When you encounter an RTE comedy series with no less than 13 names on the writing credits, your heart probably has a right to sink a little. After all, aside from the uncompromising and frequently hilarious The Savage Eye, 2009 was as dismal a year for Irish TV comedy any I can remember.
Happily, halfway through the first episode of new sketch show Your Bad Self my heart had been jolted back to where it belongs by a series of genuine belly laughs. A follow-on from a pilot screened at Christmas 2008, Your Bad Self features a large and talented ensemble of writers/performers.
Some of them -- Michael McElhatton, Amy Huberman, Hugh O'Conor and Jason O'Mara, star of the short-lived US remake of Life on Mars -- will be more immediately recognisable than others, but all of them work equally hard for some well-aimed, thoroughly well-earned laughs.
Sketch shows are, by their nature, erratic beasts. Your Bad Self's strike rate is roughly two-to-one -- a good average by any show's standard -- and even the sketches that don't quite come off never quite end up face-down on the floor, either. A seam of wicked, warped, coal-black humour runs through the best of them.
A hapless garda turns up on a man's doorstep to break the news that his wife has died in a parachute jump, only to find his efforts frustrated when an adorable little boy descends the stairs, followed by an adorable little girl cradling an equally adorable little puppy in her arms.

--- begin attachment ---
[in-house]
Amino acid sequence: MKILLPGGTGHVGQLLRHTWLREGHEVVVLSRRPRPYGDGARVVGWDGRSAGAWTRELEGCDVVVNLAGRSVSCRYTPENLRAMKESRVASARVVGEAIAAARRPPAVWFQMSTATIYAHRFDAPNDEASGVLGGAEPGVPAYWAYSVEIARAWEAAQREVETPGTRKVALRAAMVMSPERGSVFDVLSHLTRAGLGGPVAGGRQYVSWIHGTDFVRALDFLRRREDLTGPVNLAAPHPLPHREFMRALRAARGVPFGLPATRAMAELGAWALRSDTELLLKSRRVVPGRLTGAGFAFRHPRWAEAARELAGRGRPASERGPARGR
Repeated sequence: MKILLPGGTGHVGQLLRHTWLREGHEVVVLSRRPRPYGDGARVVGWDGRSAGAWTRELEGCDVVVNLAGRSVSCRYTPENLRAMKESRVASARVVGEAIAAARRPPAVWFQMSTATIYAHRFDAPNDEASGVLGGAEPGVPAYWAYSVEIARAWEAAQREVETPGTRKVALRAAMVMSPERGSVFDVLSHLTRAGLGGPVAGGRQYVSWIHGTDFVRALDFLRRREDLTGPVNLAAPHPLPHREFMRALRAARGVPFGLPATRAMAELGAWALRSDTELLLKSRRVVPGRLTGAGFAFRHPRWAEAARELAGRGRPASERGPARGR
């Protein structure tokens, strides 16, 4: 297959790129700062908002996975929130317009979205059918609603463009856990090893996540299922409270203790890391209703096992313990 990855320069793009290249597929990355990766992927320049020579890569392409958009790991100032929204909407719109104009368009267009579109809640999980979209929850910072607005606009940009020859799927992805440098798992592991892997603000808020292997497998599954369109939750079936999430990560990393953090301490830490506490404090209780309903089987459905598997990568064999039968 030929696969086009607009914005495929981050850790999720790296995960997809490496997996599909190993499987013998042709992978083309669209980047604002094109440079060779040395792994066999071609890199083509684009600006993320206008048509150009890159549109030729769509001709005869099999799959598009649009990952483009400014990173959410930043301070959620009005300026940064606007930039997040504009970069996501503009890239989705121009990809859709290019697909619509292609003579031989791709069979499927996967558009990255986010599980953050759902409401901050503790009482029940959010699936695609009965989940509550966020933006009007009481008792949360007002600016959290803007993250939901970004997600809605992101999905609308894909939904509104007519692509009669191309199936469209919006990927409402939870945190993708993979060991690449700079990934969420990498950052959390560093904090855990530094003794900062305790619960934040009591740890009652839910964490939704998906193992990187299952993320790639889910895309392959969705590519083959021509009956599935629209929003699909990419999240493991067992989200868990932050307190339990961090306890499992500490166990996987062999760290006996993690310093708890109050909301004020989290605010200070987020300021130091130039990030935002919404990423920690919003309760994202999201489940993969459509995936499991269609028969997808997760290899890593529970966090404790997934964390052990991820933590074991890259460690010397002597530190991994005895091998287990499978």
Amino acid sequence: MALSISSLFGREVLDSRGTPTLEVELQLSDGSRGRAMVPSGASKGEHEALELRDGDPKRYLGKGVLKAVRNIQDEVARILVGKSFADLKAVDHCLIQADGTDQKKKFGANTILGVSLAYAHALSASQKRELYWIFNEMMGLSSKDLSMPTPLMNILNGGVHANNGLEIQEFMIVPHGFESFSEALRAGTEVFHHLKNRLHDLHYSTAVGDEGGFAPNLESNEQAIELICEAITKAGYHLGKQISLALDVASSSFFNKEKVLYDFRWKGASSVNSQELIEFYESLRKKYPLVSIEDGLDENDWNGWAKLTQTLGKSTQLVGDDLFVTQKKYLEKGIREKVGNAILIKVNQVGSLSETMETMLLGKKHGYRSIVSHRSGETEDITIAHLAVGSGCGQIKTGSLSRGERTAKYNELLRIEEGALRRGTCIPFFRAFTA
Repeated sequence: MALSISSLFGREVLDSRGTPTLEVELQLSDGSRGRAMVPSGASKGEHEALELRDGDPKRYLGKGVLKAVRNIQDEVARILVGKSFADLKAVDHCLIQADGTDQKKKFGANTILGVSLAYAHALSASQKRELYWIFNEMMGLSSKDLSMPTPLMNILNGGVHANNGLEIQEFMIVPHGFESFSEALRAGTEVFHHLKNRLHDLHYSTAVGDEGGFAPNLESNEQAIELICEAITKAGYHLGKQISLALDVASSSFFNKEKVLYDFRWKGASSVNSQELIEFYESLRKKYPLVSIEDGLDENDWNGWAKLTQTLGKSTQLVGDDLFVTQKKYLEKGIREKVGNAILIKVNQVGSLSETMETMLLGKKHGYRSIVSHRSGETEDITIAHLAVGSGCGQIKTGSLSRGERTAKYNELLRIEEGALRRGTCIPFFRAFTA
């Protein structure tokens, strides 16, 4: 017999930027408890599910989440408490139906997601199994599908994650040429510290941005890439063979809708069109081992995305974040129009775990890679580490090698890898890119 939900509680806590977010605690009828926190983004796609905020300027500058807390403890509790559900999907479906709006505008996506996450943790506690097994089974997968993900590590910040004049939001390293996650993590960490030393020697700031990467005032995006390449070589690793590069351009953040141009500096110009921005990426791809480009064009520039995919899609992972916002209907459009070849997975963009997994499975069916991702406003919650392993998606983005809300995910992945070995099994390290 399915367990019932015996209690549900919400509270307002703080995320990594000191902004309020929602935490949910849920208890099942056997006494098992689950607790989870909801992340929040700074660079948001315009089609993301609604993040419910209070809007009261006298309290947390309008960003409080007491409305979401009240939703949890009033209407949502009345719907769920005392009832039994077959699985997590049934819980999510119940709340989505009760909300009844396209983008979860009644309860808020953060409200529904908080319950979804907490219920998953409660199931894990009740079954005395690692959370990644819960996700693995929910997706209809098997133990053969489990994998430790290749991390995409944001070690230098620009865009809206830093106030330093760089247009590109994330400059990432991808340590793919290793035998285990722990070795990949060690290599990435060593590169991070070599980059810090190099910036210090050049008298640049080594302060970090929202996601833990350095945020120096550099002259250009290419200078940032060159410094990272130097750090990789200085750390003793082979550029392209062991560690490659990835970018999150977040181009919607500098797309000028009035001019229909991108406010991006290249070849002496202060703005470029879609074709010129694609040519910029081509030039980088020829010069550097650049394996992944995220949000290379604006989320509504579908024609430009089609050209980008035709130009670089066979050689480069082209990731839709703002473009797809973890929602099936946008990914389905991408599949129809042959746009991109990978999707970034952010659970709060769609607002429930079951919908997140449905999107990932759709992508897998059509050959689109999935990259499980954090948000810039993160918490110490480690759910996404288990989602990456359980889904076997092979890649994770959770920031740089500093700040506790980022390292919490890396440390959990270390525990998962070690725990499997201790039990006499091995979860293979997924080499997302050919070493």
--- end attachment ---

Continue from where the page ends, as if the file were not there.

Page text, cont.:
A man in bed with nothing more serious than a heavy cold finds his wife shoving a leaflet for a euthanasia clinic under his nose ("We're going to Switzerland! Eeee!").
My own favourite -- chiefly because of its sheer daftness -- featured Domhnall Gleeson (son of Brendan), a highly gifted young actor/writer who'll be seen as the eldest Weasley brother in the two-part Harry Potter finale, as a clothes shop assistant who drives his boss mad by doing one-man impressions of the X-Men movies, complete with explosive sound effects.
RTE has a terrible tendency to rush any half-baked comedy idea that shows the slightest flicker of promise onto the screen without sufficient polishing. Your Bad Self feels, for a change, like the finished article.
Full marks for originality, if absolutely nothing else, to whoever dreamt up Stone Cold Sober. Who would have imagined you could squeeze a six-part observational documentary series out of six hard-drinking twentysomethings in Tullow giving up the booze? Then again, who would have imagined anyone would want to?
The lads' downbeat description of the crushing boredom of living in dreary, small-town Ireland -- you binge drink yourself to oblivion, wake up with a blazing hangover and a face as pink as boiled ham, and then do it all over again -- is sharply at odds with the larky voiceover by comedian Colin Murphy, whose default setting is facetiousness. A tasteless and unpalatable cocktail.
TOMORROW: Pat reviews Survivors (BBC1) and tries to survive Katherine Lynch's Single Ladies (RTE2)
Your Bad Self ***
Stone Cold Sober *